“Cord tension was an explanation of what could happen at other end of cauda equina or tail end of spinal cord when placed under pulling action, because of a possible subluxation of sacrum or coccyx. While a great deal of work was done in adjusting possible subluxations of sacrum and coccyx, it was eventually proved what we were doing was to so strain spinal column that we were ACCIDENTALLY adjusting MAJOR subluxation at a superior place in cervical region. A simple illustration will suffice: Draw a string taut, fastening both ends…”[8]

In 1908, the first side-posture adjusting was used by Carver. There were now between 400-600 practicing chiropractors. By 1910, there were 2,000 chiropractors and atlas was adjusted for the first time.[1]

In 1912, the first “stretching device” is used by chiropractors as well as the first adjusting table with springs. The Zenith Hylo table received its first patent on June 8th of that year. Also in 1912, the National College was the first chiropractic college to introduce dissection.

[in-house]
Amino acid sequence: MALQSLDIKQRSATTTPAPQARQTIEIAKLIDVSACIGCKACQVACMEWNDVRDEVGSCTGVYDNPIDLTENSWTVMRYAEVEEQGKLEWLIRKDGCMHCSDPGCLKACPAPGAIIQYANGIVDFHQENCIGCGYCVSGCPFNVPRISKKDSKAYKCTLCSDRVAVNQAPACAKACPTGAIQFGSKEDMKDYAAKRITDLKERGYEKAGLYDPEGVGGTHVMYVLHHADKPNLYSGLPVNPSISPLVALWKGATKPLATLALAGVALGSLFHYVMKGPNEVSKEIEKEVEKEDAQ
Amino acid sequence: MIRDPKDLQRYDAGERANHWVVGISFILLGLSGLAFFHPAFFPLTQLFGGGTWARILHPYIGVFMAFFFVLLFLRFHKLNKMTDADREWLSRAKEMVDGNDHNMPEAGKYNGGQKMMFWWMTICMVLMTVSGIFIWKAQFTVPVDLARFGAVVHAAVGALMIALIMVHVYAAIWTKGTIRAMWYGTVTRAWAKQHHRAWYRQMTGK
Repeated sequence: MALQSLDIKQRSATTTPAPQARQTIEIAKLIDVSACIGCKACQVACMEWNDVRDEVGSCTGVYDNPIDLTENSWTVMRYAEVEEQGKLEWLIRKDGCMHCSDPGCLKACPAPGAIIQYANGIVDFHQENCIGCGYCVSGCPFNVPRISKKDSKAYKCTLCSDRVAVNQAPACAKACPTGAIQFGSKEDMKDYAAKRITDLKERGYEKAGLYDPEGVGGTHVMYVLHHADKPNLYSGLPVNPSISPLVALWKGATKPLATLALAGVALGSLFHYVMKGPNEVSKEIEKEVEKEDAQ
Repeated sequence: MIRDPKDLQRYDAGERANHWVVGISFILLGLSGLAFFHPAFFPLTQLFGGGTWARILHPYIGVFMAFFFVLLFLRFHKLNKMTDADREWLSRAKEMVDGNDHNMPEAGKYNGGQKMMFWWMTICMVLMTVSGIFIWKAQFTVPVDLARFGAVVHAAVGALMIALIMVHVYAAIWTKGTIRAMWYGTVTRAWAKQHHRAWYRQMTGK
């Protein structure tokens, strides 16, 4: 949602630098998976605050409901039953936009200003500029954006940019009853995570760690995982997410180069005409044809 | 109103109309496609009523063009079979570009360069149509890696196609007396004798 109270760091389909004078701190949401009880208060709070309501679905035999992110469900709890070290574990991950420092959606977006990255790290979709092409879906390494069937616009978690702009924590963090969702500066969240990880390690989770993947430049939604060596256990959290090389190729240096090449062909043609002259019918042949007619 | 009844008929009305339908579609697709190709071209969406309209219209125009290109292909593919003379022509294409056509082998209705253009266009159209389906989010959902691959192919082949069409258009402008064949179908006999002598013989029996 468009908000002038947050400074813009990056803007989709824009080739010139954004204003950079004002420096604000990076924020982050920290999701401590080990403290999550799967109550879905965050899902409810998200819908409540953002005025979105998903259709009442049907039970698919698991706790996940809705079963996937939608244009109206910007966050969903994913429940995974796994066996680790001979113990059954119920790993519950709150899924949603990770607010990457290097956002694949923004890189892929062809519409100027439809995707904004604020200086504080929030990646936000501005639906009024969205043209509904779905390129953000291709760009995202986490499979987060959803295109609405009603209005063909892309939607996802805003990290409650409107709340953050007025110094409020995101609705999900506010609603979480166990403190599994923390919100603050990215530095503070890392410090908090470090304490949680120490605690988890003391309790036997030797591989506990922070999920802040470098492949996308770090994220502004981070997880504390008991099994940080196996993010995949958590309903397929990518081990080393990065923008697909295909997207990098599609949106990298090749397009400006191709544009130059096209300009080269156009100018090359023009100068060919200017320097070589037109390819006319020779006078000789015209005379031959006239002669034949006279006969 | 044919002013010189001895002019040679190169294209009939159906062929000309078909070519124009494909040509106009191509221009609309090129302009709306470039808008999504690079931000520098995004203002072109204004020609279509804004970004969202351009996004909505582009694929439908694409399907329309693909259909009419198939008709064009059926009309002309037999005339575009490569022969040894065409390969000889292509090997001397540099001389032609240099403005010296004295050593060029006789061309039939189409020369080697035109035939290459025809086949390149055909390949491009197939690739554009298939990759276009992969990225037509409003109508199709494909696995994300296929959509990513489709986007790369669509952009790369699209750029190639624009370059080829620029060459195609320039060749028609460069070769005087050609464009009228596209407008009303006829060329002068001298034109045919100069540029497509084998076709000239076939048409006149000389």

John Craven – Pioneer of Chiropractic Philosophy

1912 was also the year that John Craven graduated from the PSC. Craven was one of the pioneers of chiropractic philosophy. His contributions to the core tenets of the philosophy of chiropractic should never be forgotten.[9-20] He coauthored “The Philosophy of Chiropractic: Volume 5,” with B.J. Palmer. In the preface to the 3rd edition (1919), Craven wrote, “the expressions “Chiropractic Philosophy” and “Vol. 5” have practically become synonymous.”

Here is a brief discussion turned into a short movie about Craven between Drs. Kent, Gentempo and myself.[21]

In the preface to the 2nd edition, Craven wrote,

“There is no question but this book stands alone, it is in a class by itself so far as Chiropractic Philosophy is concerned. It contains the very latest and most recent conclusions, and will be found invaluable to every Chiropractor, as well as interesting and instructive reading for the laity. The science of Chiropractic is in its formative period, and the past few years have seen great progress along every line of Chiropractic. As nothing is permanent except change, we must expect men’s minds to keep abreast the times. Dr. Palmer has more than kept pace with his contemporaries, he has lived and is living many years in advance of his time. In the years to come this work will be more appreciated than it is now.”